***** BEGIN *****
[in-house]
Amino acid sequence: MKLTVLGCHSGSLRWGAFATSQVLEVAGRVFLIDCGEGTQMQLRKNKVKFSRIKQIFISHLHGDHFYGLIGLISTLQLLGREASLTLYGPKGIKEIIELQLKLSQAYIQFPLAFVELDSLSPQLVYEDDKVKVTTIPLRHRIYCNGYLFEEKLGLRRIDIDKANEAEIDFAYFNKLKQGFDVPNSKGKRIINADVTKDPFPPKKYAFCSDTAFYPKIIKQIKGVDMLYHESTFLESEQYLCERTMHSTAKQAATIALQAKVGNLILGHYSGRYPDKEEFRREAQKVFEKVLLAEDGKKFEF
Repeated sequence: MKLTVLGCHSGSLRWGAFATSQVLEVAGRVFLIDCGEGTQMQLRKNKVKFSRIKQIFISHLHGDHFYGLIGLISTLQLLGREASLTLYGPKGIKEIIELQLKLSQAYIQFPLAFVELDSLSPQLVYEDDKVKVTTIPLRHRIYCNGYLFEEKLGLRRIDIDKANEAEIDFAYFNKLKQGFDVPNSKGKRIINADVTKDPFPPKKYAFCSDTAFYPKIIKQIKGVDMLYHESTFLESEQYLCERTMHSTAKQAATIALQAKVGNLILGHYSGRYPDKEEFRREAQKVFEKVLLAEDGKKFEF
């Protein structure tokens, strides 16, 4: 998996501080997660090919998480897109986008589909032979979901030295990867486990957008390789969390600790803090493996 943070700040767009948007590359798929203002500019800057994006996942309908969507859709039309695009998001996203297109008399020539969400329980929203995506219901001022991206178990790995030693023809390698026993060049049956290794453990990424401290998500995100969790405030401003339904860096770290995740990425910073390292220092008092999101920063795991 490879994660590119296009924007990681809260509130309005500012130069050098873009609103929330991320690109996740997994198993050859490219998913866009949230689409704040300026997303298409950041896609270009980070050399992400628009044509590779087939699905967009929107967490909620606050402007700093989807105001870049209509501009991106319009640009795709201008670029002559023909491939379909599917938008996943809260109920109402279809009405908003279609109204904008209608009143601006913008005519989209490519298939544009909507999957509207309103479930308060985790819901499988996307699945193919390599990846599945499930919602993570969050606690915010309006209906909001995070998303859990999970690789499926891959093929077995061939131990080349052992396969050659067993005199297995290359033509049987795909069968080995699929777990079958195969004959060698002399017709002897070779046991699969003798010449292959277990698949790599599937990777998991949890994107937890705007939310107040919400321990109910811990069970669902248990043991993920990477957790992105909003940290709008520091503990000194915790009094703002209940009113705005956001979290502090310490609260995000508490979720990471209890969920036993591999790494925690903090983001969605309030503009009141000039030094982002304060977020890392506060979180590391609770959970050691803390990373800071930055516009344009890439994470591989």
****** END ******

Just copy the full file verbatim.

[in-house]
Amino acid sequence: MKLTVLGCHSGSLRWGAFATSQVLEVAGRVFLIDCGEGTQMQLRKNKVKFSRIKQIFISHLHGDHFYGLIGLISTLQLLGREASLTLYGPKGIKEIIELQLKLSQAYIQFPLAFVELDSLSPQLVYEDDKVKVTTIPLRHRIYCNGYLFEEKLGLRRIDIDKANEAEIDFAYFNKLKQGFDVPNSKGKRIINADVTKDPFPPKKYAFCSDTAFYPKIIKQIKGVDMLYHESTFLESEQYLCERTMHSTAKQAATIALQAKVGNLILGHYSGRYPDKEEFRREAQKVFEKVLLAEDGKKFEF
Repeated sequence: MKLTVLGCHSGSLRWGAFATSQVLEVAGRVFLIDCGEGTQMQLRKNKVKFSRIKQIFISHLHGDHFYGLIGLISTLQLLGREASLTLYGPKGIKEIIELQLKLSQAYIQFPLAFVELDSLSPQLVYEDDKVKVTTIPLRHRIYCNGYLFEEKLGLRRIDIDKANEAEIDFAYFNKLKQGFDVPNSKGKRIINADVTKDPFPPKKYAFCSDTAFYPKIIKQIKGVDMLYHESTFLESEQYLCERTMHSTAKQAATIALQAKVGNLILGHYSGRYPDKEEFRREAQKVFEKVLLAEDGKKFEF
């Protein structure tokens, strides 16, 4: 998996501080997660090919998480897109986008589909032979979901030295990867486990957008390789969390600790803090493996 943070700040767009948007590359798929203002500019800057994006996942309908969507859709039309695009998001996203297109008399020539969400329980929203995506219901001022991206178990790995030693023809390698026993060049049956290794453990990424401290998500995100969790405030401003339904860096770290995740990425910073390292220092008092999101920063795991 490879994660590119296009924007990681809260509130309005500012130069050098873009609103929330991320690109996740997994198993050859490219998913866009949230689409704040300026997303298409950041896609270009980070050399992400628009044509590779087939699905967009929107967490909620606050402007700093989807105001870049209509501009991106319009640009795709201008670029002559023909491939379909599917938008996943809260109920109402279809009405908003279609109204904008209608009143601006913008005519989209490519298939544009909507999957509207309103479930308060985790819901499988996307699945193919390599990846599945499930919602993570969050606690915010309006209906909001995070998303859990999970690789499926891959093929077995061939131990080349052992396969050659067993005199297995290359033509049987795909069968080995699929777990079958195969004959060698002399017709002897070779046991699969003798010449292959277990698949790599599937990777998991949890994107937890705007939310107040919400321990109910811990069970669902248990043991993920990477957790992105909003940290709008520091503990000194915790009094703002209940009113705005956001979290502090310490609260995000508490979720990471209890969920036993591999790494925690903090983001969605309030503009009141000039030094982002304060977020890392506060979180590391609770959970050691803390990373800071930055516009344009890439994470591989």